Archive for the ‘neuroscience’ category: Page 408

Mar 12, 2018

DNA tests can predict intelligence, scientists show for first time

Posted by in categories: biotech/medical, education, genetics, neuroscience

I ntelligence could be measured with a swab of saliva, or drop of blood, after scientists showed for the first time that a person’s IQ can be predicted just by studying their DNA.

In the largest ever study looking at the genetic basis for intelligence, researchers at the University of Edinburgh and Harvard University discovered hundreds of new genes linked to brain power.

Previous studies have suggested that between 50 per cent and 75 per cent of intelligence is inherited, and the rest comes through upbringing, friendship groups and education. That figure was calculated by studying identical twins who share the same DNA, therefore any differences in IQ between them must be non-genetic.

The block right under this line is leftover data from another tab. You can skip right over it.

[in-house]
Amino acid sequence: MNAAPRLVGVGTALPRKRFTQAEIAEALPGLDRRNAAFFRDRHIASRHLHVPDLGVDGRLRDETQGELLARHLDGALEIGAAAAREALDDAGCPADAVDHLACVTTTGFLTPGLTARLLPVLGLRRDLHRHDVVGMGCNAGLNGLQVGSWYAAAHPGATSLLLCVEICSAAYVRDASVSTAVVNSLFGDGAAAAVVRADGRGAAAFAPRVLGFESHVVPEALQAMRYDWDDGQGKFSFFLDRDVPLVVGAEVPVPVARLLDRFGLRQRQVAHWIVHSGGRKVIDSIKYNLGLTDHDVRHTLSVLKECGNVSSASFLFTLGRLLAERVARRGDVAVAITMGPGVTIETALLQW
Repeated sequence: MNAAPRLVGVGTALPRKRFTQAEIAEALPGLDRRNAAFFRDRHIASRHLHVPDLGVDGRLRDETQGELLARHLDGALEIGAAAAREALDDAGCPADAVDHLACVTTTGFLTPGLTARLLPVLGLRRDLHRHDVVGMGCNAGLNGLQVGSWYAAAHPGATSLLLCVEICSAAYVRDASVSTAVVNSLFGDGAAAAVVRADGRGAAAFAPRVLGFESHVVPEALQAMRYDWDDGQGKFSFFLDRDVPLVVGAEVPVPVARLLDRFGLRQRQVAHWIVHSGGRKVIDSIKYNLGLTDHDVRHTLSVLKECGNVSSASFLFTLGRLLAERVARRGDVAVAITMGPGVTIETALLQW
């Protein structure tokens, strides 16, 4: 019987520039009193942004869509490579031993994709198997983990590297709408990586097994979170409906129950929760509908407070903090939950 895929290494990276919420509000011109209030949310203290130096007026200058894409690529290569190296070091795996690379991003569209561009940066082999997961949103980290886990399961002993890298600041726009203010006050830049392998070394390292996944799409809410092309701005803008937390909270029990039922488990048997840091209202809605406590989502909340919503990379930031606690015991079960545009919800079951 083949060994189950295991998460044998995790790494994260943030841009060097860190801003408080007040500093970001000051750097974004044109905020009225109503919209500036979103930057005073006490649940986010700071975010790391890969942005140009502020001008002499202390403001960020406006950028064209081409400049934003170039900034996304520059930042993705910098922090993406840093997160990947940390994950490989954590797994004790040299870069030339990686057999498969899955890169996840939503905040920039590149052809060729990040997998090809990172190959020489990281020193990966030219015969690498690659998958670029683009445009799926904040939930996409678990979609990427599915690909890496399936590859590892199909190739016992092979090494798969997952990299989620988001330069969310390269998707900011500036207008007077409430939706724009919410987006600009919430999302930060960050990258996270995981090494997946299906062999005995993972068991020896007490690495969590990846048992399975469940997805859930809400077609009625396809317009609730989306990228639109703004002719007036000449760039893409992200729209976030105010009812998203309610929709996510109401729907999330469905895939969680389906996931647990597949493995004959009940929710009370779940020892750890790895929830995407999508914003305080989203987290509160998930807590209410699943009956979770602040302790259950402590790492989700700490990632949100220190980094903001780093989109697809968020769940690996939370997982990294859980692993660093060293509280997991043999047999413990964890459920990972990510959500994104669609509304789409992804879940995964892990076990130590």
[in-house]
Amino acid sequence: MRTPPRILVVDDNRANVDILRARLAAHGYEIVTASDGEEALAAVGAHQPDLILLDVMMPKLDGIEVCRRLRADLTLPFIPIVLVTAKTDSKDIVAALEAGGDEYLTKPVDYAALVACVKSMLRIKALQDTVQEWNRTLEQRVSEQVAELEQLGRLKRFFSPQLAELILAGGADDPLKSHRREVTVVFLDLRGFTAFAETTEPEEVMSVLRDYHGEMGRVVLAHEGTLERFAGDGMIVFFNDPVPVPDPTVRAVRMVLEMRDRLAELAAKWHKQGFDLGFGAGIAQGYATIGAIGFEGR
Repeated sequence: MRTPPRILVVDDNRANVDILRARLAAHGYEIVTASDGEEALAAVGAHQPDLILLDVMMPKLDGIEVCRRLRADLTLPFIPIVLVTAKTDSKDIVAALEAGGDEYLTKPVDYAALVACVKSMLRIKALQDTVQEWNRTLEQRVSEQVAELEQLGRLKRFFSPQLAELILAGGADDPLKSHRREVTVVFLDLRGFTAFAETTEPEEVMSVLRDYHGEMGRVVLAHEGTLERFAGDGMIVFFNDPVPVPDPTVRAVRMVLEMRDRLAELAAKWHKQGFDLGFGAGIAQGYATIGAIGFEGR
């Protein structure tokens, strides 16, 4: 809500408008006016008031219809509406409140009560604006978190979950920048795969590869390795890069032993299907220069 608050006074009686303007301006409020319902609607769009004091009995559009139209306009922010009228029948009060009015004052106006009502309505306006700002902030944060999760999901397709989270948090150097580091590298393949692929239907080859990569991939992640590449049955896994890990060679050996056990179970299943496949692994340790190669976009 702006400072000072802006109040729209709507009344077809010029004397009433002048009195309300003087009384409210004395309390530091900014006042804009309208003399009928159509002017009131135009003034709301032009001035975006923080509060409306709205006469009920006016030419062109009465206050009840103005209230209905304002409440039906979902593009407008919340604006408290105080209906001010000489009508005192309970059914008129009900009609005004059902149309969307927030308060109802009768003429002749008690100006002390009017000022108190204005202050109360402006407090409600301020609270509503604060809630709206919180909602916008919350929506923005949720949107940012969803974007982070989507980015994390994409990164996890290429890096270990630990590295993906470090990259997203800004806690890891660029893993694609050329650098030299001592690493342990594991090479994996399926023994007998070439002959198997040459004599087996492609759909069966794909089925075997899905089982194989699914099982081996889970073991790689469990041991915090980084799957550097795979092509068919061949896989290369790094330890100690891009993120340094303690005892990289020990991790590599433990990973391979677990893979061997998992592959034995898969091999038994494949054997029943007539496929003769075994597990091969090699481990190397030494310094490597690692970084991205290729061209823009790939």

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Mar 10, 2018

Enzymes and Cognitive Decline

Posted by in categories: biological, life extension, neuroscience

Enzymes play an important role in cognitive function. Enzymes are biological catalysts. They’re responsible for accelerating chemical reactions.

What role do enzymes play in #aging and cognitive function?

According to new research in laboratory mice by UC San Francisco scientists have discovered that loss of an #enzyme that modifies gene activity to promote brain regeneration may be partly responsible for age-related cognitive decline. When age related cognitive decline starts is still debatable, however the effects of age related cognitive decline are well known.